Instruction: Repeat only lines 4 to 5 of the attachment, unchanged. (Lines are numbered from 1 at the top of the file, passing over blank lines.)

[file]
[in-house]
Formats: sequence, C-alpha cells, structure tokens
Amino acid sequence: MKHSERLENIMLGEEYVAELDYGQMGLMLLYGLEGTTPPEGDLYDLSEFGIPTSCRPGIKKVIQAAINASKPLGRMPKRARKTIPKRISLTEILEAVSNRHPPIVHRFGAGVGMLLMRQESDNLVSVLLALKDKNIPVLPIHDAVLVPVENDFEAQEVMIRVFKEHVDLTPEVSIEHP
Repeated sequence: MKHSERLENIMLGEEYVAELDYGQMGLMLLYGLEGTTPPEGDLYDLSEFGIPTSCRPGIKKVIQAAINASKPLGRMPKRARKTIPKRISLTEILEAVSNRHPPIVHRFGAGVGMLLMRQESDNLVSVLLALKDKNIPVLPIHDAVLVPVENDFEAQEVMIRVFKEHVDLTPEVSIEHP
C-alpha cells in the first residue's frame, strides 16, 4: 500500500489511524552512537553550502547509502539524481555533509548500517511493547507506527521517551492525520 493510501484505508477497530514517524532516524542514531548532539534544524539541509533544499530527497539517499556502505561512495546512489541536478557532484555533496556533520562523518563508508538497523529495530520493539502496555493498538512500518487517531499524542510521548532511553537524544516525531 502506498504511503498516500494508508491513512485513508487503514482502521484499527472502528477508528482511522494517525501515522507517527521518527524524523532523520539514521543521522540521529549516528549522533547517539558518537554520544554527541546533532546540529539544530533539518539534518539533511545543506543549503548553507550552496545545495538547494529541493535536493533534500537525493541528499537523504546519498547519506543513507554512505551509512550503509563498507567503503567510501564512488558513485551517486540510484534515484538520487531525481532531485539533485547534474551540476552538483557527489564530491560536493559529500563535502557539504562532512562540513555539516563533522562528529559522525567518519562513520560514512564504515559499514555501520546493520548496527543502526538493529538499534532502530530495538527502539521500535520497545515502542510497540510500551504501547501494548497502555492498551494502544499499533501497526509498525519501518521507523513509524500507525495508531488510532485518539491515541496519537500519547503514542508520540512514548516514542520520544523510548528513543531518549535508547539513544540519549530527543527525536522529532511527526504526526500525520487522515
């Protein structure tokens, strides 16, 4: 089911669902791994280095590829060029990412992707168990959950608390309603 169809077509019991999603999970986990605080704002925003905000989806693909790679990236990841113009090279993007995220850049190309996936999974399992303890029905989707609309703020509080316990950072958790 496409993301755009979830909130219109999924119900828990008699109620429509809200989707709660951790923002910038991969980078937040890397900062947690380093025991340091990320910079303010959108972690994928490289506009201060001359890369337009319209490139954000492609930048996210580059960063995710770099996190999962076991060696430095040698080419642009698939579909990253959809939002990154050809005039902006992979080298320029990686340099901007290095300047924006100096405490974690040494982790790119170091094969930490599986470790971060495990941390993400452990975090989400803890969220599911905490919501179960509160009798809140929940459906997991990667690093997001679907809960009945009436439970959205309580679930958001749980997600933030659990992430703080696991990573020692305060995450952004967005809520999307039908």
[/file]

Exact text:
Repeated sequence: MKHSERLENIMLGEEYVAELDYGQMGLMLLYGLEGTTPPEGDLYDLSEFGIPTSCRPGIKKVIQAAINASKPLGRMPKRARKTIPKRISLTEILEAVSNRHPPIVHRFGAGVGMLLMRQESDNLVSVLLALKDKNIPVLPIHDAVLVPVENDFEAQEVMIRVFKEHVDLTPEVSIEHP
C-alpha cells in the first residue's frame, strides 16, 4: 500500500489511524552512537553550502547509502539524481555533509548500517511493547507506527521517551492525520 493510501484505508477497530514517524532516524542514531548532539534544524539541509533544499530527497539517499556502505561512495546512489541536478557532484555533496556533520562523518563508508538497523529495530520493539502496555493498538512500518487517531499524542510521548532511553537524544516525531 502506498504511503498516500494508508491513512485513508487503514482502521484499527472502528477508528482511522494517525501515522507517527521518527524524523532523520539514521543521522540521529549516528549522533547517539558518537554520544554527541546533532546540529539544530533539518539534518539533511545543506543549503548553507550552496545545495538547494529541493535536493533534500537525493541528499537523504546519498547519506543513507554512505551509512550503509563498507567503503567510501564512488558513485551517486540510484534515484538520487531525481532531485539533485547534474551540476552538483557527489564530491560536493559529500563535502557539504562532512562540513555539516563533522562528529559522525567518519562513520560514512564504515559499514555501520546493520548496527543502526538493529538499534532502530530495538527502539521500535520497545515502542510497540510500551504501547501494548497502555492498551494502544499499533501497526509498525519501518521507523513509524500507525495508531488510532485518539491515541496519537500519547503514542508520540512514548516514542520520544523510548528513543531518549535508547539513544540519549530527543527525536522529532511527526504526526500525520487522515